Updated: Sep 21, 2022
Issue: Does the SEC’s new proposal impact the crypto ecosystem?
Short answer: Most likely, yes, if the assets being traded are deemed securities and orders are accepted on a non-discretionary basis.
What happened: The SEC proposed an amendment to the Exchange Act Rule 3b-16 that would eliminate the current exemption in Regulation ATS that excludes “systems that merely route orders to other facilities for execution” from registering as an Alternative Trading System (ATS). The proposed amendments would include “Communication Protocol Systems” within the definition of an “exchange.”
What is a Communication Protocol System?
The proposed definition of a Communication Protocol System is any system that brings together buyers and sellers, or maintains a marketplace that facilitates the bringing together of buyers and sellers, that makes any type of security available for trading. It’s a very broad definition, by design. “The definition is designed to be flexible enough to accommodate the evolving technology.” See Proposal p. 33.
The Communication Protocol System definition Includes:
Anything that uses various technologies and connectivities to offer a show of a trading interest, and prompts buyers and sellers to communicate, negotiate, and agree to the terms of a trade without the use of a traditional firm order.
The Request-for-Quote system, which is designed to allow people to obtain quotes for a security by sending messages to one or multiple potential buyers simultaneously.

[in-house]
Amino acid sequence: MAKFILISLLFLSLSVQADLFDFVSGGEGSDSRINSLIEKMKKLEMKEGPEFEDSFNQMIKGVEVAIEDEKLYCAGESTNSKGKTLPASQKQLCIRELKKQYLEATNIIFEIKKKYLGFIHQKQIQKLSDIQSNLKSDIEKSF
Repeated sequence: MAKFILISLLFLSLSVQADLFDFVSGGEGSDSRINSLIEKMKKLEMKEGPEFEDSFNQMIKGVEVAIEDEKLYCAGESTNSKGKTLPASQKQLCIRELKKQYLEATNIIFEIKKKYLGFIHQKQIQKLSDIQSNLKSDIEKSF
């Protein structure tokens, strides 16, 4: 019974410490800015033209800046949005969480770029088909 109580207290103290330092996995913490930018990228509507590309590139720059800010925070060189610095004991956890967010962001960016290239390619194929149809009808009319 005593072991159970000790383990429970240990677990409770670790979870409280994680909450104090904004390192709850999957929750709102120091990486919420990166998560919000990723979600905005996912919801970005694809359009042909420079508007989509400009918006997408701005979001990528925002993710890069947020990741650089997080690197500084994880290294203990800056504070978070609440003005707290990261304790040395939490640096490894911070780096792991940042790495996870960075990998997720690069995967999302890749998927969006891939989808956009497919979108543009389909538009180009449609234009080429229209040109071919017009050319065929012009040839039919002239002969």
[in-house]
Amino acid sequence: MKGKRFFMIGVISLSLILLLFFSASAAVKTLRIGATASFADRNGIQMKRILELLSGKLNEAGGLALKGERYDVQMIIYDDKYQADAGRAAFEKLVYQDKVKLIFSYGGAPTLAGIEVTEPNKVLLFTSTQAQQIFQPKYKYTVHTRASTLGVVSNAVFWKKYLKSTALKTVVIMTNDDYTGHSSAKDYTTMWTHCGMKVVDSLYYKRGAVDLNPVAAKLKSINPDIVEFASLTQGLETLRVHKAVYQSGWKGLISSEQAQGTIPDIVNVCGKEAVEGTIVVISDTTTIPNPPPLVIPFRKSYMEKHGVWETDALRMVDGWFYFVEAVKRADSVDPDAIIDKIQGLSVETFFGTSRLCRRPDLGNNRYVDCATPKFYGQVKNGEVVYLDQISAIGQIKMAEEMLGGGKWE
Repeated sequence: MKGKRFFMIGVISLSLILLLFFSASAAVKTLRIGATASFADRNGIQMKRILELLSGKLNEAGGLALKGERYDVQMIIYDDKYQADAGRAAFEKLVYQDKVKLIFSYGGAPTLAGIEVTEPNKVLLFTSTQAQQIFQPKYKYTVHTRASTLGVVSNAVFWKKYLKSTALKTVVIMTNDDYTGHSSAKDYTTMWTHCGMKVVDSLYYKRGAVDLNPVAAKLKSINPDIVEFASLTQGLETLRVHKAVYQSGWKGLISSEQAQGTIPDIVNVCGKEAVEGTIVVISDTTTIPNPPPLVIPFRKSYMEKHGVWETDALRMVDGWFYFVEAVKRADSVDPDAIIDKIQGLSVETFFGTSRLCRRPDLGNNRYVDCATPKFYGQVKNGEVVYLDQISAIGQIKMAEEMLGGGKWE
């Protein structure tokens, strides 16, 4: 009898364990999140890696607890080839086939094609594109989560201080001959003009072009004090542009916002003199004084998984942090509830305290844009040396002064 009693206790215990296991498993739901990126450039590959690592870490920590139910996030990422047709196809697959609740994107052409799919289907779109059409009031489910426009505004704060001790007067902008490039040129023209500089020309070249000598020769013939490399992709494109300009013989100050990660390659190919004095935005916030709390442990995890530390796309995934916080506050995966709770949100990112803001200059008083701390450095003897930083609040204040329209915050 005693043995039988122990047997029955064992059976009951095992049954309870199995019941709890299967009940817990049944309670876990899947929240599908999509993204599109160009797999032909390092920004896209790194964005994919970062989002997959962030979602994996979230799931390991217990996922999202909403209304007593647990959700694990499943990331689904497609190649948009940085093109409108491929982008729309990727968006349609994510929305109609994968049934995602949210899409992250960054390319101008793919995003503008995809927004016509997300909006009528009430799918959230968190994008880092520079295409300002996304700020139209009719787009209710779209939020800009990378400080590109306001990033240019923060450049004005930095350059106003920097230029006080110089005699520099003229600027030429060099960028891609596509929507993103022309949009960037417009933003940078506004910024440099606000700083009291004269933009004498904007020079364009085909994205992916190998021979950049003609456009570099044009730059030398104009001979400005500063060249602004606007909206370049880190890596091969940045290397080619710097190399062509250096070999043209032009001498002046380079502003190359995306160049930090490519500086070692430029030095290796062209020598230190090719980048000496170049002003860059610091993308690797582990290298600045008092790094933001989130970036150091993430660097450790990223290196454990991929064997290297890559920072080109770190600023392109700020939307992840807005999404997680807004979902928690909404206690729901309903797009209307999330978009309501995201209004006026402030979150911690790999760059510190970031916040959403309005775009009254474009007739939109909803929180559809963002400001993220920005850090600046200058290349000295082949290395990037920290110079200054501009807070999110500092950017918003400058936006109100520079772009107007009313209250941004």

A system that electronically displays continuous firm or non-firm trading interests in a security, that can serve as a starting point for negotiation between parties.
Systems that bring buyers and sellers together through the use of bilateral negotiation protocols and non-firm trading interest to see a displayed non-firm trading interest, access liquidity, find a counterparty, and negotiate a trade through the use of a communication technology. “For example, if an entity makes available a chat feature, which requires certain information to be included in a chat message (e.g., price, quantity) and sets parameters and structure designed for participants to communicate about buying or selling securities, the system would have established communication protocols.” SeeProposal p. 43.
Systems that have become electronic, perform the function of a marketplace, and have become a preferred method for market participants to discover prices, find a counterparty, and execute a trade.
Why add Communication Protocol Systems to the definition of an Exchange and require them to register as an Alternative Trading System?
The SEC believes that by not regulating these systems it has created a disparity among similar markets where some are registered and regulated, while others are not. This creates a competitive imbalance and lack of investor protections.
A few of the proposed language changes include:
Communication Protocol Systems may decide between registering as a national securities exchange or, the lighter regulatory requirements of registering as a broker dealer and complying with Regulation ATS. An ATS is not subject to Section 6 of the Exchange Act, and can list securities that are only traded over-the-counter.
To register, a Communication Protocol System would need to file Form BD with the SEC and complete FINRA’s process for new members, and this must be done within 210 days after the effective date of any final rule.
What does this mean for the crypto ecosystem?
While the proposed rule doesn’t mention anything about the crypto ecosystem, the definition could certainly be used to include a lot of crypto trading activity, if the assets being traded are considered securities.